• dannielle

         /  January 4, 2013

        Peta has never been able to show that any animal they took custody of recieved any veterinary care other than a big blue needle..

        Consent forms? Only requesyed euthanasia and those on deaths doorstep? Julie how much kool aid do you have to drink to regurgitate such a delusional river of lies? Or are you conveniently forgetting the hundreds of animals (that wr know about, the true number is likely much higher) that peta took from vets and ownets and killed on tje back of their van immediately? No vet, just your employees who then threw these poor dead animals into grocery store dumpsters!
        Sick,sick sick!

    • Julie – the sad fact of this case, like so many others, is that no matter how bad off these animals were at this facility, at least they were alive. When they were alive, there was some hope of improving their lot in life. Once PETA and friends swooped in, all hope was lost.

      Reply
      • Victoria

         /  January 4, 2013

        Julie likes to post on No-Kill sites and Facebook pages with a few of her buddies disputing No-Kill, arguing that all animal welfare organizations should work together, that No-Kill can’t be accomplished and that the No-Kill movement should be focusing on taking down breeders (which to me seems to be one of the few areas that the HSUS is good for), instead of working on shelter reform. I wouldn’t be surprised if she works for PETA – http://www.facebook.com/julie.eyrich

      • db

         /  January 12, 2013

        Not buying what Julie is selling. The very sad thing, though, is that too many others do and then animals die unnecessarily.

    • alice in lala land

       /  January 7, 2013

      How do you say BS in so many short words..

      Reply
  6. Amanda

     /  January 4, 2013

    It’s one thing to euthanize if they’re beyond treatment, but how could all 19,000 of them be beyond treatment? Then again, the article doesn’t specify how many were euthanized or why. I agree that it’s wrong to put animals down for convenience purposes, but this article is very unspecific.

    Reply
  7. Whenever and wherever PeTA gets involved in “animal rescue” it means death for all animals. It always reminds of this story:

    In June of 2005 , two PETA employees were charged with 31 felony counts of animal cruelty each, after authorities found them dumping the dead bodies of 18 animals they had just picked up from a North Carolina animal shelter into a Dumpster. According to the Associated Press, 13 more dead animals were found in a van registered to PETA.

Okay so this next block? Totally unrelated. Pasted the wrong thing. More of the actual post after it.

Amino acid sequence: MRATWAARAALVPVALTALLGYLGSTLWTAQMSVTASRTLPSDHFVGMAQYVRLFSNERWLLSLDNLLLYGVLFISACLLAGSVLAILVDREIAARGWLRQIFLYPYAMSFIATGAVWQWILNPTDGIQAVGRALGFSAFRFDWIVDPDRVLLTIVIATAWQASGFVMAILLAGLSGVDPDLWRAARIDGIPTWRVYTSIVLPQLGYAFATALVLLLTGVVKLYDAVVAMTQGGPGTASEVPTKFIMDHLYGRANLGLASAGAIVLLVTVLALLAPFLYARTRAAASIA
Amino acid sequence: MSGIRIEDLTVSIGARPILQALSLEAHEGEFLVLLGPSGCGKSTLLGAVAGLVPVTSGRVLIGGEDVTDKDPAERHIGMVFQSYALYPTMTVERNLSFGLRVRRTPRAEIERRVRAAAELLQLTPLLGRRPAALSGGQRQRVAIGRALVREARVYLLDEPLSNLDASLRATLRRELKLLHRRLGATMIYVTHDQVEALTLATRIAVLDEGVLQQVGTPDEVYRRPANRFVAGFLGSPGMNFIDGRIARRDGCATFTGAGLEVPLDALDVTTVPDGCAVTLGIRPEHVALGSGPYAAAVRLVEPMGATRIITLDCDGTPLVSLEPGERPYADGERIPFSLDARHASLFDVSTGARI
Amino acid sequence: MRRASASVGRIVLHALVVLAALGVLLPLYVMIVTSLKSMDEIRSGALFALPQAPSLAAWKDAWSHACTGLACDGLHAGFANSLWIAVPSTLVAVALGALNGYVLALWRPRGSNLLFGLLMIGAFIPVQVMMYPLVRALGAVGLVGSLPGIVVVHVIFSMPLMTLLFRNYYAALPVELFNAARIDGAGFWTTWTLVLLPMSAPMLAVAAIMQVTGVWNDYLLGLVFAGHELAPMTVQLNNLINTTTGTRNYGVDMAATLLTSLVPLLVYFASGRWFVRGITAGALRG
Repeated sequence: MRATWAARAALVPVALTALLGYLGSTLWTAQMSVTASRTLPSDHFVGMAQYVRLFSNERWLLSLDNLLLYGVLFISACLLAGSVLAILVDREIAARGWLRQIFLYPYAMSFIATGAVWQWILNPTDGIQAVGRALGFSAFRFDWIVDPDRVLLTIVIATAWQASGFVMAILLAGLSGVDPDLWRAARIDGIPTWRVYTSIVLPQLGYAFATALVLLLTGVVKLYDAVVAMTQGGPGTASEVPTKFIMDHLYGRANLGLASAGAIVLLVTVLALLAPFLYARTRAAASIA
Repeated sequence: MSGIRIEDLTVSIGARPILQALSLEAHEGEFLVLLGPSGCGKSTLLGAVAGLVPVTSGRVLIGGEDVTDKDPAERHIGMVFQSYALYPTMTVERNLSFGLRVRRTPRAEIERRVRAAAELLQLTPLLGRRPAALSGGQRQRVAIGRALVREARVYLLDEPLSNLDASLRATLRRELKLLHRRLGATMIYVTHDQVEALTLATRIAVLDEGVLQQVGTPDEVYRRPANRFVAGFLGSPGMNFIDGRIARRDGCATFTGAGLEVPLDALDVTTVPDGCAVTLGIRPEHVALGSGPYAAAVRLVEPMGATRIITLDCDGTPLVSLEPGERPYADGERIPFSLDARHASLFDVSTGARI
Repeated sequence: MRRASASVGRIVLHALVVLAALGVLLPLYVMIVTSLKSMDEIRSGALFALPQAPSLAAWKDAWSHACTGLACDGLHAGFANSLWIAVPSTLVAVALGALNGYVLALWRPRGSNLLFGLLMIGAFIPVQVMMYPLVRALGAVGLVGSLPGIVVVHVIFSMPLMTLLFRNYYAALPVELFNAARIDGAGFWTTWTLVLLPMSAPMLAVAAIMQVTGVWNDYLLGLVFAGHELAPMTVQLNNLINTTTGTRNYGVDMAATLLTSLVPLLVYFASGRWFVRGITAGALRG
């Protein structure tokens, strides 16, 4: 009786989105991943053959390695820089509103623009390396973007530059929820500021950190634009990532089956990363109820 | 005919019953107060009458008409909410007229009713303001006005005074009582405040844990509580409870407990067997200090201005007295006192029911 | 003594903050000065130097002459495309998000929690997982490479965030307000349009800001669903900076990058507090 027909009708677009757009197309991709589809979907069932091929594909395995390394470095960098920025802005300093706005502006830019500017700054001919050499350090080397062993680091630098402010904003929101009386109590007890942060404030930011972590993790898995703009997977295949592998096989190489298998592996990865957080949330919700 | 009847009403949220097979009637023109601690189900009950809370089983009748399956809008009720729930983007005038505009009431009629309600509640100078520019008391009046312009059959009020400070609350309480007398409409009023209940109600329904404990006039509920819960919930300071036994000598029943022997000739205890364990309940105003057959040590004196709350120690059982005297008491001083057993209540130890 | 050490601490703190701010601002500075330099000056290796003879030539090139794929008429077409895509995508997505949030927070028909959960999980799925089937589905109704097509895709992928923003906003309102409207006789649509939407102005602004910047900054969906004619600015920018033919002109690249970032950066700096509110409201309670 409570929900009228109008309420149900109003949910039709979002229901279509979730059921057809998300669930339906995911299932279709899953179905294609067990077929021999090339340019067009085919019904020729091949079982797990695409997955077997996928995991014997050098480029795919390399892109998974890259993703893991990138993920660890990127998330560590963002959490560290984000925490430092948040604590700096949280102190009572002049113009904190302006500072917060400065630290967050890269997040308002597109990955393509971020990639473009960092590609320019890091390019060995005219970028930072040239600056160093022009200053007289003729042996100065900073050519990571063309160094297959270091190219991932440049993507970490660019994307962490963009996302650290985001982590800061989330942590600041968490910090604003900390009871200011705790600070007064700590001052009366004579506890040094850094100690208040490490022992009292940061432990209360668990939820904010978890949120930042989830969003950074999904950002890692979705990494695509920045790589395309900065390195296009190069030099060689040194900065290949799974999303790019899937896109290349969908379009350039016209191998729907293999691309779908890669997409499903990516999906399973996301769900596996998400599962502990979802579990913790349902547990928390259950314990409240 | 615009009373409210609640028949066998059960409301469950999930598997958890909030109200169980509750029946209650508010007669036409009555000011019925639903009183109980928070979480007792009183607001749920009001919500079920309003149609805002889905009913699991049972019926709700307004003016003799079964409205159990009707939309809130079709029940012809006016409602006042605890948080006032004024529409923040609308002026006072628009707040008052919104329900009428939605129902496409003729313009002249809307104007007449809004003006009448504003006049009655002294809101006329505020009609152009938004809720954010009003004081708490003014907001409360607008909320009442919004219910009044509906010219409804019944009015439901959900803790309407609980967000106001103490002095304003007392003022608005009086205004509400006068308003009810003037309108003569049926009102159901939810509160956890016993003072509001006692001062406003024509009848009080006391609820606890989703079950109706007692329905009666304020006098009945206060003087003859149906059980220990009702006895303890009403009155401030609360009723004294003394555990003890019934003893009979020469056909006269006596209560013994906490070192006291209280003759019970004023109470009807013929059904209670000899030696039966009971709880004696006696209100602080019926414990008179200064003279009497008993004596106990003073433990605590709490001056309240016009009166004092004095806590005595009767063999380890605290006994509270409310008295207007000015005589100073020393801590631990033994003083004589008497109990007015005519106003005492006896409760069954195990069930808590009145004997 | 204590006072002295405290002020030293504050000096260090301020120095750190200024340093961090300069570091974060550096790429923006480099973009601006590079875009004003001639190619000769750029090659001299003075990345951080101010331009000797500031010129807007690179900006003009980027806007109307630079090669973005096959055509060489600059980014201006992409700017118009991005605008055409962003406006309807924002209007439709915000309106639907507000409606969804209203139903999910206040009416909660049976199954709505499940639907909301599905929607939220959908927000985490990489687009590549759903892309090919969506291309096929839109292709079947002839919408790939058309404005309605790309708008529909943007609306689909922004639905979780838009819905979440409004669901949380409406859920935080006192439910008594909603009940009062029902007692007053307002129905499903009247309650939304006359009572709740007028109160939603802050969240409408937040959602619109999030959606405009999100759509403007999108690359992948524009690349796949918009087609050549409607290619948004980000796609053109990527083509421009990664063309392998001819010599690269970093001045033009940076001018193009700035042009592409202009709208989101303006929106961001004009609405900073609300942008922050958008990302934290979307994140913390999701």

Read more: http://www.sfgate.com/opinion/saunders/article/Better-dead-than-fed-PETA-says-2626614.php#ixzz2H6H9gmtu

    Reply
  8. alice in lala land

     /  January 8, 2013

    Marin HS????? what are they doing there.. a bit out of tier jurisdiction eh??

    Reply
    • Eucritta

       /  January 8, 2013

      Isn’t it just? And all they’ve got to say about it is a link to the same story above on Facebook, with a sentence to the effect that some of their employees went there to help. With two comments, neither of substance.

      Reply
  9. Oh look, PeTA is not involved and the animal magically survives…….

    http://www.recordonline.com/apps/pbcs.dll/article?AID=%2F20130105%2FNEWS%2F130109883

    Reply
  10. db

     /  January 8, 2013

    Bless the hearts of the rescuers – true rescuers. Thanks for the good news. That’s one lucky little deer.

    Do you suppose peta might read about this and have a change of heart . . . nah.

    Reply
  11. JJoseph

     /  January 12, 2013

    I’ve kept reptiles for 3 decades. I’ve rehabbed some very sick ones. Starved ones. Parasitized ones
    There are a few genetic, and a very few contagious conditions which require pathology to diagnose, that require euthanasia. Most reptiles can come back wonderfully from even severe neglect.

    And there are thousands of experienced keepers in California. Many of whom volunteer to rehab and rescue.

    My guess? they were rodents and reptiles. They were “icky”, probably smelly and may have had ectoparasites. Unless the experts were exotic veterinarians and herpetologists who were experts and specialists in reptile care, then there was no reasonable way that the reptiles at least were properly assessed as to salvage potential.

    To the best of my knowledge, no California herpetologists, herp societies, herp rescues, exotic rescues, wildlife rehabbers etc… were ever contacted. Most shelters are not equipped to keep lots of reptiles, so if there is ANY interest in saving anything at all, they should have had these organizations or individuals on alert BEFORE seizing anything or contacted immediately when the decision was made to remove them.

    Unless PETA can provide evidence that each and every snake etc had an incurable condition, or that there was a confirmed wide spread fatal disease like IBD, then humane=convenient.

    Reply